When told about the US-based Westinghouse Electric’s component sourcing policy of “buy where you build”, Teyssier said: “Though we don’t have such slogans our plan is to have more local content.”

The US company is hoping to sell its AP 1,000 model reactors to NPCIL. Citing Areva’s joint venture with Bharat Forge for making large forgings, Teyssier said: “We are open to lot of cooperation. Indian industry will get large packages.

The civil engineering work will be by an Indian vendor.” He ruled out Areva providing any kind of vendor financing to NPCIL for the purchase of reactors. According to NPCIL, the price per kw of Indian pressurised heavy water reactors is around $1,300 — the lowest in the world. Added Areva’s senior research scientist Luc Van Den Durpel:

“The EPR is around 15% fuel efficient compared to others in the world. It has several active and passive safety features.”

Asked whether the EPR has got the regulatory approval from India’s Atomic Energy Regulatory Board (AERB), Teyssier said: “We have provided NPCIL documentations running over 1,000 pages. The NPCIL, the plant operator, will discuss with AERB.”

Agreeing that EPR is new to the world, Teyssier said four units are under construction, one each in Finland and France and two in China. These will be completed between 2012-14.

“The reactor is about to be licensed in the US and UK. However, the balance has shifted towards Asia where two out of four units under construction are in China, and India is looking to buy six units,” he said. http://www.pimagazine-asia.com/index.php?page=shownews&news=2741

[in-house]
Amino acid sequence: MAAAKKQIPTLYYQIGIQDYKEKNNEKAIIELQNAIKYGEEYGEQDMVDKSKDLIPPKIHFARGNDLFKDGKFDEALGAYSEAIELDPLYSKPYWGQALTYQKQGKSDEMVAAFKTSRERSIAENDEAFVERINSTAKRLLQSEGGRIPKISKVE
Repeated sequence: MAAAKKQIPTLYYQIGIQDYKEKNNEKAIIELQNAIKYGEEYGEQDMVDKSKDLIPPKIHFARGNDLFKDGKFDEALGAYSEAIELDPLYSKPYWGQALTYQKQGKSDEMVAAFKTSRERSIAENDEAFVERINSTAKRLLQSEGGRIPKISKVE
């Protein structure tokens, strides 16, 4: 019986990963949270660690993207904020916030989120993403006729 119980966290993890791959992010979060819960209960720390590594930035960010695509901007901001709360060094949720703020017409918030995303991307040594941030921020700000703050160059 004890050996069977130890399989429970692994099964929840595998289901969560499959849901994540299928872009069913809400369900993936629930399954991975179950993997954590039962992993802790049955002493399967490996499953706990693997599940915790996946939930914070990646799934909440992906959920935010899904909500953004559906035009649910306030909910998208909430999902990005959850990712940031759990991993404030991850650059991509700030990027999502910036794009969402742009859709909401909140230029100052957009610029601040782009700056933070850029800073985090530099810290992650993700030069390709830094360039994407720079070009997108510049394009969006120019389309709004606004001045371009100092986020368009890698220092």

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IBD Editorial: Memo To Moscow: Not Our Backyard

National Security: Russia has agreed to help the regime in Venezuela enter the atomic age by building the country's first nuclear power plant. Will someone please remind Moscow the Monroe Doctrine has not lapsed?
In 1823, President Monroe told Congress in his yearly address to lawmakers that any attempts by European nations to interfere in the Western Hemisphere would be considered a threat to U.S. security. In other words, bloody Europe and its wars would not be welcome in America's backyard. We're staying out of your affairs, Monroe was saying to the old Continent, and we expect you to stay out of ours.
The doctrine has been invoked by the U.S. several times, perhaps most famously by President Kennedy, who said during the 1962 Cuban Missile Crisis that "this country will do whatever must be done to protect its own security and that of its allies."